vCenter Design: Why you should run it virtual …

Note: There can be still some use cases, where it makes sense to run a vCenter installation directly on a physical host. Like in all design considerations the only “correct” global answer is “It depends!” 🙂


A colleague asked me last week, if it wouldn´t be more secure to run vCenter beside the ESXi hosts on a separate physical host. His idea behind was, that if the whole vSphere environment would be down / unreachable you still have a physical server with running vCenter independent.
One of the first things you should be asking yourself when starting planning your vSphere design is “How important and critical is the whole environment to me?” and “How long can it be acceptable that the vCenter server is unreachable?”.
To give yourself an answer to this questions it`s necessary to know what features / services are effected when the vCenter server is down. Many people believe that all options / features you configure via vCenter are affected. That’s not true! One of the most important features without a doubt is HA. Even if you need vCenter to create clusters, where you can enable HA etc., it will work even if the vCenter server goes down. Of course there are many things more you should know, but that is not the scope of this article.


To get started I think it´s the best to comparing some possible “disaster”-events to your vCenter and the difference, if it´s running on a physical server or as a virtual machine.

Not really unlikely would be a hardware failure. If you are not using any failover software (like VMware Heartbeat) and your vCenter goes down, it doesn´t matter if physical or virtual in the first step. But if you running it as a VM it will take HA just a couple of seconds to notice the host-failure and all the affected VMs gets restarted (including the vCenter-VM in this example). The total downtime including booting and waiting for all services to come up should be < 5 minutes. I think everybody will agree, that it will take multiple times longer to fix a physical host (with the vCenter installation on it), doesn´t matter which hardware-failure need to be fixed (or the whole server replaced).

Let´s continue with a software failure (broken operation system / corrupt database, whatever…). To make this example more clear let´s assume that you lose all your data of your vCenter server and you need to recover everything from your backup. Here we have two interesting factors: a) How much time does the complete restore take? & b) How much effort / steps do you need to complete? Of course this depends very much on the backup product you use (either for physical or virtual server), but I guess most of you will agree that the whole backup-thing got much easier and faster in virtual environments instead of “the old days” without virtualization.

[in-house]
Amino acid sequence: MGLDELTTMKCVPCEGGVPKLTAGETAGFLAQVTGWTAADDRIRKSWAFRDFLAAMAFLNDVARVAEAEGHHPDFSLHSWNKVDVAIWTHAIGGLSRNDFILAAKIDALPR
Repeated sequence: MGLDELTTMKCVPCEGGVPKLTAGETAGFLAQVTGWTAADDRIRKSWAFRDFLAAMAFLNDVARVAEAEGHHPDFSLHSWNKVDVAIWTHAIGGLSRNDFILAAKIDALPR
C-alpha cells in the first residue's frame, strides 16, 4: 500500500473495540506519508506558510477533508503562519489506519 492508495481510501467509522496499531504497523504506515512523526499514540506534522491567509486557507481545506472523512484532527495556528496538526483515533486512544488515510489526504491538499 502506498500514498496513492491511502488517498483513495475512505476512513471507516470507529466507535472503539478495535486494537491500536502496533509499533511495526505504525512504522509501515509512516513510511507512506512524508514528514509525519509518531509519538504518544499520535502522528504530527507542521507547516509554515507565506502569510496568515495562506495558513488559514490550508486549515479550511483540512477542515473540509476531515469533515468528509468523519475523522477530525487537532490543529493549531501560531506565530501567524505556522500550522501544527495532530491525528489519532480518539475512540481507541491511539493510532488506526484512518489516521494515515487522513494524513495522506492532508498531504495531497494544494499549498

The next “category” would be server maintenance. It doesn´t matter what kind of maintenance you need to perform, you will always have a downtime, if your vCenter is running directly on the server which need to be maintained. Compared to a VM: A virtual vCenter benefits from all cluster features like vMotion for example, which will reduce the downtime to exactly 0. Also features like Hot Add can be used to upgrade your virtual server hardware without even a reboot!

Meantime also VMware recommends running vCenter as a virtual machine as a best practice.

A little bit different the whole thing can be, if a failover software like VMware vCenter Server Heartbeat (in the meantime there are also products from 3rd parties available) is used. Typically it´s only used in really critical environments or in big enterprise environments, where no one cares the additional license costs 🙂  You can find more information about this product on the VMware homepage: http://www.vmware.com/products/vcenter-server-heartbeat/overview.html

Like mentioned on the beginning on this posts; You always need to consider a vSphere design on its own!

Comments

  1. Great,
    Dell has provided very good documentation on how to make VCenter highly available
    http://www.dell.com/vmware
    http://www.dell.com/downloads/global/power/ps4q05-20050285-Stanford.pdf

  2. Ben Steinfeld says:

    It is actually a great and useful post!
    I am glad that you shared this helpful info with us. Please keep us up to date like this.
    Thanks for sharing.

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